Throughout Nothing To Be Frightened Of Barnes pursues his mother in death as relentlessly as fear of death pursues him in life. He presents her as domineering, sarcastic, stinting of affection, the stifling cause behind his father's laconic manner.
"I incline to think that the strongest feeling Mother ever allowed herself was severe irritation," he writes, "while Father no doubt knew all about boredom." He reports his mother remarking, about her philosopher and novelist sons: "One of my sons writes a book I can read but can't understand, and the other writes books I can understand but can't read." (One assumes her son Julian is the latter.) He shows little mercy, and less forgiveness, for his mother, as she pits her obdurate personality against the strokes that left her right side paralyzed and her speech badly damaged. But then, nobody ever claimed Barnes was a Christian--he least of all.
At times, one cannot help wondering if Nothing To Be Frightened Of isn't Julian Barnes's contribution to the recent books by Richard Dawkins, Sam Harris, Christopher Hitchens, & Co. happily proclaiming their authors' atheism. Barnes reports that his hero Flaubert "was suspicious of militant atheism" and Barnes senses that the only confident answer to the spectre of death, apart from the dignified resignation that comes with accepting your fate, lies in religion. But religion is impossible for him, and the reason is that he makes too literal demands upon it. He wants religion to be accounted for and defended on coolly rational grounds. "Faith," he writes, "is about believing precisely what, according to all known rules, 'could not have happened.'" Barnes has himself never felt the invisible, and as a writer, a word-man, is insufficiently impressed with the unspoken.
He is almost too pleased not to be a Christian. He quotes Sir Thomas Browne: "For a pagan there might be some motives to be in love with life, but, for a Christian to be amazed at [that is, terrifed of] death, I cannot see how he can escape this dilemma--that he is too sensible of this life, or hopeless of the life to come." Barnes adds that he is Browne's unsatisfactory Christian--"too sensible of this life, or hopeless of the life to come--except that I am not a Christian." Rejecting Christianity, uninterested in other religions, he rejects the possibility of God.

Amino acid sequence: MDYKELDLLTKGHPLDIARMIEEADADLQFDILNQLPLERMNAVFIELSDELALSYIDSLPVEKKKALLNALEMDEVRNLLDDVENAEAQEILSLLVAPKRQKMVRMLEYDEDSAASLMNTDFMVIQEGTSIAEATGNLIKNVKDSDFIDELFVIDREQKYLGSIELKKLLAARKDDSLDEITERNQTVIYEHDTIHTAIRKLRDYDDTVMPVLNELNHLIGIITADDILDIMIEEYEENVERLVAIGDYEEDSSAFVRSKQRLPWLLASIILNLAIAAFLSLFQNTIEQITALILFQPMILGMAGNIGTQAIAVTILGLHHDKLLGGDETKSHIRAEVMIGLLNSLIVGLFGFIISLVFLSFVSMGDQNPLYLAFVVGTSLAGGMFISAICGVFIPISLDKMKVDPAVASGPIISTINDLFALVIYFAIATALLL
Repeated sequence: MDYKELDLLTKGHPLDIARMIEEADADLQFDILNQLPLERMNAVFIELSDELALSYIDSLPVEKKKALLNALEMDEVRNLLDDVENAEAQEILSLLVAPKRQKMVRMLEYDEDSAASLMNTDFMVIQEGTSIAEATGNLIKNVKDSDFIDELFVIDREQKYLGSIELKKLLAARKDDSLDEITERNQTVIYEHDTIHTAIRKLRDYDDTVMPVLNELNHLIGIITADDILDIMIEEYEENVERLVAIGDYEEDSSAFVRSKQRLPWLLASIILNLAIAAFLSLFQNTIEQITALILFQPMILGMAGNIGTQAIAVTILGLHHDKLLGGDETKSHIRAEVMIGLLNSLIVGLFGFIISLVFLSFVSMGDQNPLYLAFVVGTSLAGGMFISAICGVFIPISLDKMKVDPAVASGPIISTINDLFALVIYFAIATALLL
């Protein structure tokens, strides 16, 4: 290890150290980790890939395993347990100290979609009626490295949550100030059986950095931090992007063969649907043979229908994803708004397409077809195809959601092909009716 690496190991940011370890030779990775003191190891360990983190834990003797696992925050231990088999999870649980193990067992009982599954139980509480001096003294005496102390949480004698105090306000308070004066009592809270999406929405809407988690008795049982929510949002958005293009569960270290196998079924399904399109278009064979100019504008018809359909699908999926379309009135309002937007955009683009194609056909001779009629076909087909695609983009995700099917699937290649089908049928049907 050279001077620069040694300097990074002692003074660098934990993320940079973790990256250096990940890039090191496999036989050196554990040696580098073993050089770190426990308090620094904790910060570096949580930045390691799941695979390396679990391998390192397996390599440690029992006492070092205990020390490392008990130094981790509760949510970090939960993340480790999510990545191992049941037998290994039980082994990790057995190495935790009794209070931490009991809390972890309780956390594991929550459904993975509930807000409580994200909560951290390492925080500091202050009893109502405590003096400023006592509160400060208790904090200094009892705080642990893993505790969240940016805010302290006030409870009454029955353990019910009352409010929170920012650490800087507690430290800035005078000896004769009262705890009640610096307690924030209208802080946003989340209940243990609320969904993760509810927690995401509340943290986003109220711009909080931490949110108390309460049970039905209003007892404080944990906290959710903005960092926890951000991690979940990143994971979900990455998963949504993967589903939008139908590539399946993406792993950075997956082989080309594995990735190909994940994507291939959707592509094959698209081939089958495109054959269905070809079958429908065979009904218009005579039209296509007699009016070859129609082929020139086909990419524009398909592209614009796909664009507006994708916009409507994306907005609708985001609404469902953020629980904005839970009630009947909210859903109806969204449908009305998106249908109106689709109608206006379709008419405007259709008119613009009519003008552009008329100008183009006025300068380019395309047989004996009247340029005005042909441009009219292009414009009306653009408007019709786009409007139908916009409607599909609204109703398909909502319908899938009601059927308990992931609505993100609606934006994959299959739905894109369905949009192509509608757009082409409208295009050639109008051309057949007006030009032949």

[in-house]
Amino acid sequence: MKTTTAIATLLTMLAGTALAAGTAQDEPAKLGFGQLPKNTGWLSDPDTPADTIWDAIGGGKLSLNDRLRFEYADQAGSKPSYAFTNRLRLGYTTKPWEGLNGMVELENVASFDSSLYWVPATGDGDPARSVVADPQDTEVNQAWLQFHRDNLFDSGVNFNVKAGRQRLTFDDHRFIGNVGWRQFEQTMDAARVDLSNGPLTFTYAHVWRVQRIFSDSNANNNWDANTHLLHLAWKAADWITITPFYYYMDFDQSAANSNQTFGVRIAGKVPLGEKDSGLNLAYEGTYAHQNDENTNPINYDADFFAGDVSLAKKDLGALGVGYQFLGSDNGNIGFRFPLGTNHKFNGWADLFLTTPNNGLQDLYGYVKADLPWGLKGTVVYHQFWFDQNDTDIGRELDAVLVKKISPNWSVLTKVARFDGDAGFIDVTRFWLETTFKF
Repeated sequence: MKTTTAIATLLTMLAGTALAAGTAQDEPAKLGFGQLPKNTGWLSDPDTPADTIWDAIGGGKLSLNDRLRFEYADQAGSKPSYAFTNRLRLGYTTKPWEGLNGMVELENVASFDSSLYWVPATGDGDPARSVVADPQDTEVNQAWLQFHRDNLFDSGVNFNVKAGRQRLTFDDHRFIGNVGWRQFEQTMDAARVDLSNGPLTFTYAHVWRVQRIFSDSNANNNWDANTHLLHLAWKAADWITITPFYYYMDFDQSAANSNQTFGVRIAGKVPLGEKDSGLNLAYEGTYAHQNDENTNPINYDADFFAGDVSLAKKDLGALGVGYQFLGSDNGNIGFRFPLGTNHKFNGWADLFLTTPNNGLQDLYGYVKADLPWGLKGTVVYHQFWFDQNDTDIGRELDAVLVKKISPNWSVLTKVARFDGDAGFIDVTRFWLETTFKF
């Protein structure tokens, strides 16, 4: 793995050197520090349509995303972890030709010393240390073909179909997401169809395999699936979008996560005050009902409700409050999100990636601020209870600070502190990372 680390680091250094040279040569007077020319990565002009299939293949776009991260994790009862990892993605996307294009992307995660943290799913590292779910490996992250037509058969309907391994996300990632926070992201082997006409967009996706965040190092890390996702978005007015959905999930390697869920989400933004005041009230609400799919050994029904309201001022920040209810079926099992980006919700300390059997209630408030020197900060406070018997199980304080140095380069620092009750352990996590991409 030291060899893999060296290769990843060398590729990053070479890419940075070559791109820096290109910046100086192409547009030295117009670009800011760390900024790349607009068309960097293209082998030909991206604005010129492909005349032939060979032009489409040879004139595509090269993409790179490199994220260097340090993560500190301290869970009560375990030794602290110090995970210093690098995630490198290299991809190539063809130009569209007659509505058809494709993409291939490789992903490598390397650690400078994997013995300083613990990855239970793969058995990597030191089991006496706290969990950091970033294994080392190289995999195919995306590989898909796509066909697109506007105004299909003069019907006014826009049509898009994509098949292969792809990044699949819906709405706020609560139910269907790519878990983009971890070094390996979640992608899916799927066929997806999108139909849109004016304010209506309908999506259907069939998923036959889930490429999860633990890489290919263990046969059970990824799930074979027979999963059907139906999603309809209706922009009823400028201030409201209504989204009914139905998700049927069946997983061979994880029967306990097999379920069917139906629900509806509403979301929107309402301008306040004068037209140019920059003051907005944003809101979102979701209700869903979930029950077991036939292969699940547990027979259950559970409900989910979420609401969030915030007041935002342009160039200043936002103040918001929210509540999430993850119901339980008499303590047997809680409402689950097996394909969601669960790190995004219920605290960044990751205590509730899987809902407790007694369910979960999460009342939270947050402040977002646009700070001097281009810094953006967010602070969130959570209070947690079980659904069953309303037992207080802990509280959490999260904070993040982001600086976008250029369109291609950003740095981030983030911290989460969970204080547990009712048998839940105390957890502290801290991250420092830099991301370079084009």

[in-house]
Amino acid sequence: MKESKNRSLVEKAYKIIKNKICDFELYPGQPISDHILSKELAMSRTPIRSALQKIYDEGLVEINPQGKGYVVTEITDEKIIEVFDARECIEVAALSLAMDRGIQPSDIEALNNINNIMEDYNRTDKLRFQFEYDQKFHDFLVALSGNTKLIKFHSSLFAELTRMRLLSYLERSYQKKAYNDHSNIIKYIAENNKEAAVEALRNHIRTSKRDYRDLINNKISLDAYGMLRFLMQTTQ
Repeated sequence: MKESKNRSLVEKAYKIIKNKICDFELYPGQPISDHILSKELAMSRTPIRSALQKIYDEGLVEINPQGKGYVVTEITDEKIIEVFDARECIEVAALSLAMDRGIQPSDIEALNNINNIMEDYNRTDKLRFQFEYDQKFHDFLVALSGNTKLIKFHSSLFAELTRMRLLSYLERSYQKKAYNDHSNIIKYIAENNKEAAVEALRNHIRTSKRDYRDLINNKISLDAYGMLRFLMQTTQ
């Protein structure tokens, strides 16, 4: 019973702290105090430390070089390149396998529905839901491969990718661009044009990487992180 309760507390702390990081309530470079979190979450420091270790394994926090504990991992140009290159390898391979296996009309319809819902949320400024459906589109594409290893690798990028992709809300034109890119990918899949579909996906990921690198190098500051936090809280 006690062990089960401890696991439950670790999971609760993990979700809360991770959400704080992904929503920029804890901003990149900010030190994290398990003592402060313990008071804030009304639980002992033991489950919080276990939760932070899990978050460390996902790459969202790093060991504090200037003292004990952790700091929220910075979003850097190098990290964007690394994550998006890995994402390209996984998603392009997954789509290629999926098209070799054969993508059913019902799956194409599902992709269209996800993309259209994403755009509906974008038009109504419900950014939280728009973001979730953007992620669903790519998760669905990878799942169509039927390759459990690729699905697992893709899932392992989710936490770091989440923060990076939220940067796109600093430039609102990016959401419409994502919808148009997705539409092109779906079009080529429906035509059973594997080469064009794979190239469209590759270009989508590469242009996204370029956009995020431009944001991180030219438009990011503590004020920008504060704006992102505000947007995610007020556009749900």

Supposing that death could be eliminated and life could go on forever, Barnes sets out the manifold possibilities it would present to him in particular:
I would become Jewish (or try, or bluff). I could leave home earlier, live abroad, have children, not write books, plant hornbeams, join a utopian community, sleep with all the wrong people (or at least, some different wrong people), become a drug addict, find God, do nothing. I could discover quite new sorts of disappointment.
Yes, without death, life would be a dream, sha-boom, sha-boom. More likely, though, it would be a ponderous thumping bore, with each of us telling our same anecdotes and jokes, enacting our same self-dramatizations, millennium after millennium. "Imagine life without death," Jules Renard wrote. "Every day you would want to kill yourself." Each of us would live for himself alone; for reasons of limited space and food supply, further generations would be unthinkable. "The truth of life," as Santayana noted, can "be seen only in the shadow of death: living and dying [are] simultaneous and inseparable." No one wants to die, but the only thing worse than dying would be living forever. Eliminate death and life becomes shapeless, a dud, perpetual hell on earth--something that Julian Barnes and the rest of us would all be truly frightened of.
Joseph Epstein, a contributing editor to THE WEEKLY STANDARD, is the author, most recently, of Fred Astaire.